He added: “I mean, I think that definitely helps, knowing what coach expects and how he talked about me having some chemistry with a couple of guys. It’s definitely been fun to play with them, especially when we’re playing like this. You know, when we’re playing like this, it’s a lot of fun. We’re just doing a lot of pick-and-rolls, and just playing basketball out there. You know, see where we can get a matchup, drive and kick. I think when you get in the habit of just calling plays, teams are great at scouting. You know, we’re just playing basketball. And you can’t really scout for that, ’cause there’s nothing to really scout for. We’re just running random pick-and-rolls, drives, cuts and different things like that. You know, I think it speeds up the tempo a little bit. We’re able to get some easy looks, instead of just having to grind it out for every little bucket.”
Averaging 15.1 points, 2.2 rebounds and 7.9 assists per game during the month of December, Williams began to showcase the skills that made him desirable to the Dallas front office to bring back this season. He’s now averaging 14.1 points, 3.8 rebounds and 7.9 assists in 10 games during the month of January, shooting 49.1 percent from the field and 39.1 percent from three-point range during that span. In the process, Williams has led the Mavericks (15-29) to a 5-5 mark during the month, including wins in four of their last six games. And according to 13-time All-Star Dirk Nowitzki, Williams’ aggression has opened up scoring opportunities for his teammates.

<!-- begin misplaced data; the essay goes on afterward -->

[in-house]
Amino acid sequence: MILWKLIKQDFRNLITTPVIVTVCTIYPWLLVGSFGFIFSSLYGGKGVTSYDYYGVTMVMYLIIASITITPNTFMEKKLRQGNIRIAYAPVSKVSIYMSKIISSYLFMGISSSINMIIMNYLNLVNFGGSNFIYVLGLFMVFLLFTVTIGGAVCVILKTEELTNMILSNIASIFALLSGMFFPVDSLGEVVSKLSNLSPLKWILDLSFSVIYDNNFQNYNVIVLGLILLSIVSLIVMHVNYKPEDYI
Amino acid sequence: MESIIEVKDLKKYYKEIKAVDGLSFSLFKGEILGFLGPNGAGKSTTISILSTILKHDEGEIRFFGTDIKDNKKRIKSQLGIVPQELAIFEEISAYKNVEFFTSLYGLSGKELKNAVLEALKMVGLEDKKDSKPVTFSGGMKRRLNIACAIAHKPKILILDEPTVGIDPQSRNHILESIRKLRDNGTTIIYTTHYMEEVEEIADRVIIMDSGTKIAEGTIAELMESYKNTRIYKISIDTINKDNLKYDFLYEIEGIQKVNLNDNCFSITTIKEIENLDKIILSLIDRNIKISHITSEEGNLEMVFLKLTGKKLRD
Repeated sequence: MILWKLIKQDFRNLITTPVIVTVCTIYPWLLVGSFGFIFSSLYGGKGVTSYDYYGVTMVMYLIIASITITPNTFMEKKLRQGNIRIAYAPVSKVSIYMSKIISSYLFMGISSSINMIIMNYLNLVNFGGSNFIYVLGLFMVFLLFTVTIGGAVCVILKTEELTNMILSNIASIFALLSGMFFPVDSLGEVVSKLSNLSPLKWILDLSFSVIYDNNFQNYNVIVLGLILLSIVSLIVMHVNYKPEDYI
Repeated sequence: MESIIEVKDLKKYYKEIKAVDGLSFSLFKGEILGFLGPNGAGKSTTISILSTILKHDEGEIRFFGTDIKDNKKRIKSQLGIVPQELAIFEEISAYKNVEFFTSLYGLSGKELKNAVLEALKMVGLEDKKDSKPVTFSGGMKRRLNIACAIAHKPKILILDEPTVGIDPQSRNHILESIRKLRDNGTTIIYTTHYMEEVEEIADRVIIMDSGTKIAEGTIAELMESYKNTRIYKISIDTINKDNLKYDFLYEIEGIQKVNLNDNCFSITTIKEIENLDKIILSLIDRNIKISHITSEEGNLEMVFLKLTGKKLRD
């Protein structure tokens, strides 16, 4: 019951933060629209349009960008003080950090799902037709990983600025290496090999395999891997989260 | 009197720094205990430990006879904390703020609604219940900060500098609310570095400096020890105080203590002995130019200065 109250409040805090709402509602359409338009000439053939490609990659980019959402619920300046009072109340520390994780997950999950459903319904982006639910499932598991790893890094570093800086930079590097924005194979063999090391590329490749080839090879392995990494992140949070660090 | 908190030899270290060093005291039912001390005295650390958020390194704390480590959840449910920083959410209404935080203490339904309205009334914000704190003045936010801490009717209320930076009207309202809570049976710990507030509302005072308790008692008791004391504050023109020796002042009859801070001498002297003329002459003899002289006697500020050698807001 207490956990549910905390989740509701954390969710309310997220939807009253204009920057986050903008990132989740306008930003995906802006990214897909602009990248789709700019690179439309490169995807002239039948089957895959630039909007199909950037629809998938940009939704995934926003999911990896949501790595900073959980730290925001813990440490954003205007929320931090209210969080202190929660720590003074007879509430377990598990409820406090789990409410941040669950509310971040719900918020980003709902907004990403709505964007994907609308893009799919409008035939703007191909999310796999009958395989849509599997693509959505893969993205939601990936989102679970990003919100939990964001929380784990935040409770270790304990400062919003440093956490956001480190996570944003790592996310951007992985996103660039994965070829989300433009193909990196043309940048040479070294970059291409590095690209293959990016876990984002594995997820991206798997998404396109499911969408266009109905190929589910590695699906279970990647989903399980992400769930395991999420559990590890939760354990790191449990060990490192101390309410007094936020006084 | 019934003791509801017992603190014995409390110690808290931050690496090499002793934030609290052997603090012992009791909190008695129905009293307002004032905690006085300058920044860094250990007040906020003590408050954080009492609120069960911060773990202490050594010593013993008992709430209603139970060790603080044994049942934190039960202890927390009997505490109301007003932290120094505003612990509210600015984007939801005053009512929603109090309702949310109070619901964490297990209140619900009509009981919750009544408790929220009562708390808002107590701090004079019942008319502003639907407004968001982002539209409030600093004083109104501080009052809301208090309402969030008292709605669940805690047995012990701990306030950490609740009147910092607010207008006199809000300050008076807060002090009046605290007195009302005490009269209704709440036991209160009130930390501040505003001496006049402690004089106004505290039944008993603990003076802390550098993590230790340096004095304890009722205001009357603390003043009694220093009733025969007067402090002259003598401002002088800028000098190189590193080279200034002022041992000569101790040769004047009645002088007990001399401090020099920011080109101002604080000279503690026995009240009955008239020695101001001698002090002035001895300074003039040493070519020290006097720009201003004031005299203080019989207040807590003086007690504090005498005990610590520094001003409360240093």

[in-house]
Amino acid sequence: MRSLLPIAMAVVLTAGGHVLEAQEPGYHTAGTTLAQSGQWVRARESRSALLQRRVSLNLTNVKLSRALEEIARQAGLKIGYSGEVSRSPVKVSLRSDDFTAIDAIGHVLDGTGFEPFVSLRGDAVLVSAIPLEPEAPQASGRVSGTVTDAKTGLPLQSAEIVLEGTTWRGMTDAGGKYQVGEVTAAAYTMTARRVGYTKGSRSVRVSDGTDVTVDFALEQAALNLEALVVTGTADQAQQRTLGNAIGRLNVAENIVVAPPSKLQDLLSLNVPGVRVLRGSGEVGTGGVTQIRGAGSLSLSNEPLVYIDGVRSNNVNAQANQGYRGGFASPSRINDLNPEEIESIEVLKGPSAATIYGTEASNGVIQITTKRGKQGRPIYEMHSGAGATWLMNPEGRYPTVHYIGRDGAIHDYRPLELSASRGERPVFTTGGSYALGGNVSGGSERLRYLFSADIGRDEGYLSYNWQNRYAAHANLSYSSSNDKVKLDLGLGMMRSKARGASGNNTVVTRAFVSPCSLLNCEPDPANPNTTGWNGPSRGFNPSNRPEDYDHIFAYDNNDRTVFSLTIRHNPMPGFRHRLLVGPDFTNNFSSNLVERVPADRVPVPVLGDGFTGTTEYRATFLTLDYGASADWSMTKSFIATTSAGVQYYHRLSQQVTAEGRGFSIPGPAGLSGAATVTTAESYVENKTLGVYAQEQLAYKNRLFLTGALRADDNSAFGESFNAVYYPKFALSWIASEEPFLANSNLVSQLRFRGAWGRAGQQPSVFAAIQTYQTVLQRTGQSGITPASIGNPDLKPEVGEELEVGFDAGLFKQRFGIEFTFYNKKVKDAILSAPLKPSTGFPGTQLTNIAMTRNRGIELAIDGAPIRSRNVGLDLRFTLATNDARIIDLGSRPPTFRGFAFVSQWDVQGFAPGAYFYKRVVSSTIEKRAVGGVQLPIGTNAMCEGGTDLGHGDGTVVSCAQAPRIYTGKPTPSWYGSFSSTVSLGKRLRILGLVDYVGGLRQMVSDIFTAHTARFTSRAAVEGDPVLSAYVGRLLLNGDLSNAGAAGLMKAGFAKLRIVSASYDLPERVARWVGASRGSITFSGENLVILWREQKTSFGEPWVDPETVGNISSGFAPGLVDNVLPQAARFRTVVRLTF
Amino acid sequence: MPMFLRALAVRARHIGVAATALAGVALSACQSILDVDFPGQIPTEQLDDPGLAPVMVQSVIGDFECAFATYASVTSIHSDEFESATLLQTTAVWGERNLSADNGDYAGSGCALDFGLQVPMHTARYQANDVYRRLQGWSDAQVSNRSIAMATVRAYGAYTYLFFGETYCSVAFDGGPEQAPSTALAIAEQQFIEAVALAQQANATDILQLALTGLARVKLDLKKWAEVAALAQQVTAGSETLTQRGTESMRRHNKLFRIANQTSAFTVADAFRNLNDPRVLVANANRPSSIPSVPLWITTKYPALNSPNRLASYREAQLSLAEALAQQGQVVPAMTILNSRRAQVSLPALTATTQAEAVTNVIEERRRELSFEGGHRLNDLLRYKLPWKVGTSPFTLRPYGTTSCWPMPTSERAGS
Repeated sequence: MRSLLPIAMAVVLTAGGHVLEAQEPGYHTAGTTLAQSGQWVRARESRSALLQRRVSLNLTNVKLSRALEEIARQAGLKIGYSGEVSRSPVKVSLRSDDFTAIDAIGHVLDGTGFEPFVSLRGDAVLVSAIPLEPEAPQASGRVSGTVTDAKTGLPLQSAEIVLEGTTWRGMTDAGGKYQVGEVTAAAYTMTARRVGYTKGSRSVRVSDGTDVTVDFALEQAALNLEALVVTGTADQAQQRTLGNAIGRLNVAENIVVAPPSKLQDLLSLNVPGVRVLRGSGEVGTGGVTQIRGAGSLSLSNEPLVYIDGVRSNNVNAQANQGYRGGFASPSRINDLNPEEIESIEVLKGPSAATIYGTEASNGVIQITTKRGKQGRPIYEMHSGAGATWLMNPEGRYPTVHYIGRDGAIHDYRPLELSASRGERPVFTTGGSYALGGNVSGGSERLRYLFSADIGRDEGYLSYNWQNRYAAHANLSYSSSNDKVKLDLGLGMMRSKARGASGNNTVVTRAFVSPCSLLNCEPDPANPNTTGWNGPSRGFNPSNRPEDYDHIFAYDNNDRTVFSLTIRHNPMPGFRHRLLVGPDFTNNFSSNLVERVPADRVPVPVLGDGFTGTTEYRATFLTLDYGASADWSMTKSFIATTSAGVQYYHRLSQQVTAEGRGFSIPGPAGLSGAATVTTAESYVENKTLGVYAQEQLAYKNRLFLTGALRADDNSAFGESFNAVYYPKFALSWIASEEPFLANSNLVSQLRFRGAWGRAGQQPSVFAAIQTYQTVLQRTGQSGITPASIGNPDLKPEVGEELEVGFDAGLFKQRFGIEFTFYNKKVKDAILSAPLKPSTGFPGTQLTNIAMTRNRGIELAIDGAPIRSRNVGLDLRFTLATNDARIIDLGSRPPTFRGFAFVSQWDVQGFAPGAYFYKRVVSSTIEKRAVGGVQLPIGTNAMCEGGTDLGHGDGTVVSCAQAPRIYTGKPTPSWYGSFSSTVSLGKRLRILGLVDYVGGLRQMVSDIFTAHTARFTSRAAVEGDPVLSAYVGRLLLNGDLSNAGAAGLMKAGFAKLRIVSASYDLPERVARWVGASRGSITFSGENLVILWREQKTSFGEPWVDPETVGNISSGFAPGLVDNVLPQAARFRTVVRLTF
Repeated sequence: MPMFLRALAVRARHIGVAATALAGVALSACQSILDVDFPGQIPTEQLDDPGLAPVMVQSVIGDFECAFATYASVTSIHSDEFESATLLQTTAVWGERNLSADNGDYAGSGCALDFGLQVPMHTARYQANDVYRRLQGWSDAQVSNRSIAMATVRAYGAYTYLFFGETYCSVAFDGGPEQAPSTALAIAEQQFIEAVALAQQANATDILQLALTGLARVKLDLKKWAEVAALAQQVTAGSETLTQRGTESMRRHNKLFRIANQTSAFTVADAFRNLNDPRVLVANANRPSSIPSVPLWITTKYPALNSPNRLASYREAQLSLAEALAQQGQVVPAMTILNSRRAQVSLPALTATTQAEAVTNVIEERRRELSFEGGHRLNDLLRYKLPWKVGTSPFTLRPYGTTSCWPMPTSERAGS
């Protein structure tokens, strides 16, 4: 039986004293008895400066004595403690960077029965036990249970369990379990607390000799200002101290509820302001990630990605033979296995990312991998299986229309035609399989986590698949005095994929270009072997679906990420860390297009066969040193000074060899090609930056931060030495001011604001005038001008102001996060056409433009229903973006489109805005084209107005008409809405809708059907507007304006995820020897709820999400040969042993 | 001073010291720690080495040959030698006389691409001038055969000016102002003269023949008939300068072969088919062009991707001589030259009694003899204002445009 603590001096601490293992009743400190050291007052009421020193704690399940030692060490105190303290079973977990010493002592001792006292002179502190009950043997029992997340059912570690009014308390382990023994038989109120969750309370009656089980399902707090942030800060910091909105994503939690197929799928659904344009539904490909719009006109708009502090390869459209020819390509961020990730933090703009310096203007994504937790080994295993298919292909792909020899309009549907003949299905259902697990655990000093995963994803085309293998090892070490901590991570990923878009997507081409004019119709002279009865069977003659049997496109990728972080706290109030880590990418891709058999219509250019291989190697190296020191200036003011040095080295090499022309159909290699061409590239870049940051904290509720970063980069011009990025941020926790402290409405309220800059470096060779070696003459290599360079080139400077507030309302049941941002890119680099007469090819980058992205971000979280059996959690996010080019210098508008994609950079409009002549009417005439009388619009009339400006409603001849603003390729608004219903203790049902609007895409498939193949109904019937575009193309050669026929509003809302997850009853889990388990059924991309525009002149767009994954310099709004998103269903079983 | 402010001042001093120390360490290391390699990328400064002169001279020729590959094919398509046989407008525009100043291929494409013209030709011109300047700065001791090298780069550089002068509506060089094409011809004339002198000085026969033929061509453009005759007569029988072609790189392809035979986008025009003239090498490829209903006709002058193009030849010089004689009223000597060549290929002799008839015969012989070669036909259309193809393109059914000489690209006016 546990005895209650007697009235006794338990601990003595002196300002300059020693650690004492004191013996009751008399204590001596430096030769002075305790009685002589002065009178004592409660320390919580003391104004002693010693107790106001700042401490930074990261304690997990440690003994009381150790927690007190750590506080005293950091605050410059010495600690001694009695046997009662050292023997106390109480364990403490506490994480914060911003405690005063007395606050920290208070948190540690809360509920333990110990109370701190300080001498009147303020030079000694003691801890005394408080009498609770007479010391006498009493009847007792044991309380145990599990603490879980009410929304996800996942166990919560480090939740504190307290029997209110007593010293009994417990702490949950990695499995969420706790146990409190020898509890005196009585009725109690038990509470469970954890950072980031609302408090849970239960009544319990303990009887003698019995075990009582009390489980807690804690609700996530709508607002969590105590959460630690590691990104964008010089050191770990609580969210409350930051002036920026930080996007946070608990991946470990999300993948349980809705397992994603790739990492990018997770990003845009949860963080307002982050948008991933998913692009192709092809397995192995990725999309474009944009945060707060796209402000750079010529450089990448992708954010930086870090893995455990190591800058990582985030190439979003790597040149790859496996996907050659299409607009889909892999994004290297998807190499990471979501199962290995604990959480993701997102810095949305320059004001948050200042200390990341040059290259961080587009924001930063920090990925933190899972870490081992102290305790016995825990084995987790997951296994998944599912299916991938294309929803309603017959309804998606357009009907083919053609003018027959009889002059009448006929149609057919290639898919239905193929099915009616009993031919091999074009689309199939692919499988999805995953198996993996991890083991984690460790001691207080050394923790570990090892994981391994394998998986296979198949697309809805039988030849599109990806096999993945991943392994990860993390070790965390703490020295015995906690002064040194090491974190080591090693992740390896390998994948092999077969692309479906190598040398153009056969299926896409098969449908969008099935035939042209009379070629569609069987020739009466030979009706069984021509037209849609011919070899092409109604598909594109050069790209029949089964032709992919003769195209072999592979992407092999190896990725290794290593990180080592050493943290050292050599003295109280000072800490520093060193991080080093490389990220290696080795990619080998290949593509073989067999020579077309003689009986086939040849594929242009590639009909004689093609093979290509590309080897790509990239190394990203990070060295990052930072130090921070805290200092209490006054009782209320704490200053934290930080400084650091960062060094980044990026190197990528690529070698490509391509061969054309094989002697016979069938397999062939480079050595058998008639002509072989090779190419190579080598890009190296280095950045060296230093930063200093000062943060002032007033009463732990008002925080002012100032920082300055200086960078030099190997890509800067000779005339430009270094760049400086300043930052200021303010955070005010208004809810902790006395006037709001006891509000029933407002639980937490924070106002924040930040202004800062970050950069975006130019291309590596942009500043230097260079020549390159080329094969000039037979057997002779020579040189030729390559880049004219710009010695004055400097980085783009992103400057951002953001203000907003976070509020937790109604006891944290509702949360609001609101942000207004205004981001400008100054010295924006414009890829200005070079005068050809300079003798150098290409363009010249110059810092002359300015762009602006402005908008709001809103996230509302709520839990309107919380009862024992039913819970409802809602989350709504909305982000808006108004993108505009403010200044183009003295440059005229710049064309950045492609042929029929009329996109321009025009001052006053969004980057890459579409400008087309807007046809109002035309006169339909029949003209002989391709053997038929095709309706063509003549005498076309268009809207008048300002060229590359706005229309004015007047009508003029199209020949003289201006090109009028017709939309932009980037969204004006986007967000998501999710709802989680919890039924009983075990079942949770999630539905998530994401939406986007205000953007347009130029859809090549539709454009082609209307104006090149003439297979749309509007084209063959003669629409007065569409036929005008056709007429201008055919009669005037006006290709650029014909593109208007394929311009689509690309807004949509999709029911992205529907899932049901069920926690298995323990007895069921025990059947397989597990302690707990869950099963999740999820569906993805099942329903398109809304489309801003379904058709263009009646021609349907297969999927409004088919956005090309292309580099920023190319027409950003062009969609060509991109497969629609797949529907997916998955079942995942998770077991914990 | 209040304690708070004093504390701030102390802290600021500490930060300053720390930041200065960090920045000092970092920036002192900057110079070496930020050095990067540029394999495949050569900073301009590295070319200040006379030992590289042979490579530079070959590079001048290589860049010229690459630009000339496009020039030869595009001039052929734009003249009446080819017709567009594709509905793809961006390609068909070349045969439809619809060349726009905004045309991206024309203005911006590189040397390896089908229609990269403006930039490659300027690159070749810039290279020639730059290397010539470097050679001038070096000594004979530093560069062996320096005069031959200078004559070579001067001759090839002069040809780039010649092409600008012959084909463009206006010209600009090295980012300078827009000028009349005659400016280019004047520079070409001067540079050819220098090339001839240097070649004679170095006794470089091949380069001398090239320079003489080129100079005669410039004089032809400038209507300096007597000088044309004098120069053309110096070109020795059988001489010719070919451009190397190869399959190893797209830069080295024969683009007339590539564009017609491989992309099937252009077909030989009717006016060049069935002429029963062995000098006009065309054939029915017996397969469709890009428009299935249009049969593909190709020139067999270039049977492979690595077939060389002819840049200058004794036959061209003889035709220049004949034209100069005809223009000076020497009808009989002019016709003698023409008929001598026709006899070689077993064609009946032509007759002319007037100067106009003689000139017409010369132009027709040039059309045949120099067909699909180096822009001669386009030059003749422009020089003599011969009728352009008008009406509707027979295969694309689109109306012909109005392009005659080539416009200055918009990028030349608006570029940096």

“I think D-Will has been great, breaking teams down with his little slow crossover he’s got. He’s getting in the lane and making stuff happen for us,” Nowitzki said while praising his floor general.
He added: “I mean, it’s been more of the same. I thought last year at times he was our best player. He was our crunch-time player at times. He got big plays run for him, and he came through a lot of the time. And just injuries, unfortunately, at the end cut his season a little short. But I think this year, besides the little calf thing that he had, he’s been healthy and he’s looking better and better from month to month. Hopefully he can stay injury-free and keep going. Like I said, he’s making stuff happen for us. We need people to penetrate and get in the lane, especially now with J.J. (Barea) out again. He gets in there and makes stuff happen, and we depend on that as shooters.”
Note: The Mavericks will now conclude their three-game homestand Wednesday at American Airlines Center, hosting the New York Knicks. New York leads the season series 1-0 after a 93-77 home win on Nov. 14. The game will tip off at 7:30 p.m. CT, airing locally on Fox Sports Southwest and 103.3 FM ESPN. The game will also air in Spanish on KFLC AM 1270. Tickets are still available and can be purchased by visiting Mavs.com, or by calling (214) 747-MAVS.
Wesley Matthews (right hip strain) — day-to-day
Andrew Bogut (right hamstring strain) — out
J.J. Barea (left calf strain) — out